Finding beauty in the beast: Asian carp

Finding beauty in the beast: Asian carp
Finding beauty in the beast: Asian carp

Finding beauty in the beast: Asian carp

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I hate Asian carp stories. They’re an “invasive species”, they say. They show photos of the biggest and ugliest, or videos of them jumping out of the water nearly beaning passing boaters.

But we know one culture’s “invasive species” is another’s dinner, and a lot of fish are big and ugly. The flying fish thing? OK that’s something else.

What’s also something else are the stunning Asian carp dishes created by chef Phillip Foss.

This week the Illinois Department of Natural Resources announced they’re adding Asian carp to their “Target Hunger Now!” program, which “works with sportsmen and meat processors to provide donated venison–and with commercial fishermen and processors to provide donated fish–funneling this ‘bounty of the outdoors’ through the Illinois food bank network to put healthy meals on the tables of struggling Illinois families.”

Phillip created a series of beautiful Asian carp dishes last year. At first as a response to a challenge by his fishmonger at Supreme Lobster and Seafood Company, Carl Galvan. In fact, Carl challenged 10 of Chicago’s best chefs to create dishes using Asian carp. The Chicago Reader’s Mike Sula covered the story in his signature prize-winning style.

Phillip is now better known as the chef and owner of The Meatyballs Mobile, one of Chicago’s few chef-driven (yes, literally, ha ha) food trucks, but also his new micro restaurant, EL, which seats from one to 10 diners per night.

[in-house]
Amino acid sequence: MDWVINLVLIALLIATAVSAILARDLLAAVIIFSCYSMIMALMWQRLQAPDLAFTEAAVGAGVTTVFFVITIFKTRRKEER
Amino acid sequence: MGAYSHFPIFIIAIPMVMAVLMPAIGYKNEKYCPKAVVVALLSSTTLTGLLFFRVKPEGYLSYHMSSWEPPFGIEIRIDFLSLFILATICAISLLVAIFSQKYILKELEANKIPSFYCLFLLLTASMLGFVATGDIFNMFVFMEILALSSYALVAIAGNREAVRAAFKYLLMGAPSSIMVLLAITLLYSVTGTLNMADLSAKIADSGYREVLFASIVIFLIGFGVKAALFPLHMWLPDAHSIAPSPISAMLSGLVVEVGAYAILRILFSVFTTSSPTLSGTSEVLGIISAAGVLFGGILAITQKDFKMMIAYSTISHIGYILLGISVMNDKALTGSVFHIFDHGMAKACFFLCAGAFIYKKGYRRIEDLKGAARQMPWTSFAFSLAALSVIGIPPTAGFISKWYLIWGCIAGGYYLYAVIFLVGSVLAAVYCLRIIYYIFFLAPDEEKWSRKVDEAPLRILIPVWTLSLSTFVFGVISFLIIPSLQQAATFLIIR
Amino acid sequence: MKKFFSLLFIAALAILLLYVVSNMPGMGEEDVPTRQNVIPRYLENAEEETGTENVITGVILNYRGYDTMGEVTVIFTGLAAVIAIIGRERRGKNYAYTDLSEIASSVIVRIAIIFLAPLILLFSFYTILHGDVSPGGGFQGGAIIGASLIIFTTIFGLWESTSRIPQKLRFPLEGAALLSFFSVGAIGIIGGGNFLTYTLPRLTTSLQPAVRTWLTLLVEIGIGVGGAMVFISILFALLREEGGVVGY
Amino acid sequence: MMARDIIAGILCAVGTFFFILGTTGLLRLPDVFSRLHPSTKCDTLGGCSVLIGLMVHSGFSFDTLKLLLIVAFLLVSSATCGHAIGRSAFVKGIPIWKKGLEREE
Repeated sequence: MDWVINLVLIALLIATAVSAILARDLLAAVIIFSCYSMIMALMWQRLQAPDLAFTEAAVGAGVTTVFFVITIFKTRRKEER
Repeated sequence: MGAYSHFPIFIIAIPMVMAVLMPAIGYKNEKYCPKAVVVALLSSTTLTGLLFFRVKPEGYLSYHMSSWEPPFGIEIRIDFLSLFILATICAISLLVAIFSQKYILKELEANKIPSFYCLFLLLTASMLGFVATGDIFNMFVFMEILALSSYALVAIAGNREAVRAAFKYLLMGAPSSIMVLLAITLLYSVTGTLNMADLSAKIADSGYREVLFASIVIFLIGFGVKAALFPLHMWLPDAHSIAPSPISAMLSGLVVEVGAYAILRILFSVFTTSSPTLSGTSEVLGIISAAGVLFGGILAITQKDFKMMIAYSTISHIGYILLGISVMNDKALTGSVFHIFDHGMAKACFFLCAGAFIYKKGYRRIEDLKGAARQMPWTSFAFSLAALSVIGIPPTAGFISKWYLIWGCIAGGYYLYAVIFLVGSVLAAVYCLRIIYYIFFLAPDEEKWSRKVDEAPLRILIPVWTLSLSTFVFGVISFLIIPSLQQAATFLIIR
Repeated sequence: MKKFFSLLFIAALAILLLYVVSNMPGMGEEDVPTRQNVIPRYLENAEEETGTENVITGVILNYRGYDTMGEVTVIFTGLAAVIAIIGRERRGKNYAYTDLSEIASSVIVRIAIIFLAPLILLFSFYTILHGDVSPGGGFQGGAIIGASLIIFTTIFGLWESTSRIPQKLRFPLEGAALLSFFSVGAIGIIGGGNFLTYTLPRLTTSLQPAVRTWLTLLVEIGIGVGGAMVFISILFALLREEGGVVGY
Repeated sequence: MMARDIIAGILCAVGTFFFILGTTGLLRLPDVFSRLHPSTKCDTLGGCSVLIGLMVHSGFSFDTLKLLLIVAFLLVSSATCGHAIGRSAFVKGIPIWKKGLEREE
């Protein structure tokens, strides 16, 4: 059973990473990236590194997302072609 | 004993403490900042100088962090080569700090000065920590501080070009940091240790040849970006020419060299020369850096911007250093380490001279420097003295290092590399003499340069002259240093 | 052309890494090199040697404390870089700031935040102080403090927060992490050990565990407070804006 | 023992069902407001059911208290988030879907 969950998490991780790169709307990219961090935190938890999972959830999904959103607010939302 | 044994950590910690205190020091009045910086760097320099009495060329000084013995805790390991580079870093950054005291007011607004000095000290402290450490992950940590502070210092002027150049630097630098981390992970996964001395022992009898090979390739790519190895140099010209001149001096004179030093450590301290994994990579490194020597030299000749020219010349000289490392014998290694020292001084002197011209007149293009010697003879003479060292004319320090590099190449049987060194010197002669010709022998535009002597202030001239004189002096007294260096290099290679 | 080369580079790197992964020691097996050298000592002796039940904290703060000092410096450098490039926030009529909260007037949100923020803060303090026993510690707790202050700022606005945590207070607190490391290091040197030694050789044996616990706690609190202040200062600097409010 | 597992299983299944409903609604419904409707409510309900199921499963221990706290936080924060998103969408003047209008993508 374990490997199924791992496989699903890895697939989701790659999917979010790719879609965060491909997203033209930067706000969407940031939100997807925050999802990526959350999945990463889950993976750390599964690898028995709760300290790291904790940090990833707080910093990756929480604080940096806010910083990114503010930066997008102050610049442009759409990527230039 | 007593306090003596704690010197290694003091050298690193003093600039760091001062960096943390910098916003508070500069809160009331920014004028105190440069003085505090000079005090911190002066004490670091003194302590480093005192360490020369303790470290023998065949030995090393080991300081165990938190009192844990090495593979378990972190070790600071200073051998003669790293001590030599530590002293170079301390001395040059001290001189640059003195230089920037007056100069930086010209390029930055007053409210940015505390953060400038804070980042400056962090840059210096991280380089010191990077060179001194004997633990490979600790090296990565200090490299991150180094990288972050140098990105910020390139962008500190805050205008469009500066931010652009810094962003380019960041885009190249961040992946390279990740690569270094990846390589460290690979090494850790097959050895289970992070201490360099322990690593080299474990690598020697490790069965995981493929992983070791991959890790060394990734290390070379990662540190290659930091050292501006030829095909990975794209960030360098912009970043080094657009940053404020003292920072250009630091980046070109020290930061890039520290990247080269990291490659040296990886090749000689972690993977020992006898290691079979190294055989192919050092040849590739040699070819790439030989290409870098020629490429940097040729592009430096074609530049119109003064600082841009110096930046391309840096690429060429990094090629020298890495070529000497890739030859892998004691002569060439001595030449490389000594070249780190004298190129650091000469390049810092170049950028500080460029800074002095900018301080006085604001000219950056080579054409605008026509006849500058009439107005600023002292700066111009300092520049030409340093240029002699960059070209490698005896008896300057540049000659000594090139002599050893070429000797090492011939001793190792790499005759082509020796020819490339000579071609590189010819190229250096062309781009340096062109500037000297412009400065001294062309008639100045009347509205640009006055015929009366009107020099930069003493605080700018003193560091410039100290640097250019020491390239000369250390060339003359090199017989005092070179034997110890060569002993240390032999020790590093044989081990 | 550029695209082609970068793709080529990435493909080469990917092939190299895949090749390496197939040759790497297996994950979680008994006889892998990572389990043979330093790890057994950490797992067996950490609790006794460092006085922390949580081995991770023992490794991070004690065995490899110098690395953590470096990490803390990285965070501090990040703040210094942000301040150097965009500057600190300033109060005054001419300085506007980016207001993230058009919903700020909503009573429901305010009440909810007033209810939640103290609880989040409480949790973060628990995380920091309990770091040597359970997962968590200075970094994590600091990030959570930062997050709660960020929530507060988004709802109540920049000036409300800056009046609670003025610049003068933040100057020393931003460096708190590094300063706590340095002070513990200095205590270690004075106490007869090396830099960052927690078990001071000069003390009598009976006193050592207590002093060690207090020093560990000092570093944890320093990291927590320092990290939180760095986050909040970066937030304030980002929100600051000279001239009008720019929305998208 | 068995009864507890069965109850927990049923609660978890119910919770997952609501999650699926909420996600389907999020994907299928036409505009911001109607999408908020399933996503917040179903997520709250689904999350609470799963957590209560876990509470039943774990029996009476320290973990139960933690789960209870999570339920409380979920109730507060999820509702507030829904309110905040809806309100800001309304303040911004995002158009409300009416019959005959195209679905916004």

I’ll see Phillip again this Saturday at the Twentieth Anniversary Green Tie Ball, where he’ll be battling Iron Chef style, again thanks to Carl, where I’m one of the judges.

Next week the IDNR will host an Asian carp cooking demo and dinner event. The chef, Philippe Parola, will actually come up from Baton Rouge, where he’s been promoting the fish under the name Silverfin. You probably know Chilean Sea Bass was once called the Patagonian toothfish, and now has been eaten to the point of unsustainability. Chef Phillipe actually has not only a proprietary method for boning the fish, but also a whole line of breaded, frozen, boxed fish.

No word yet in what form the Asian carp will be donated to Illinois families. Hopefully here they’ll find some inspiration from one chef who found beauty in the beast.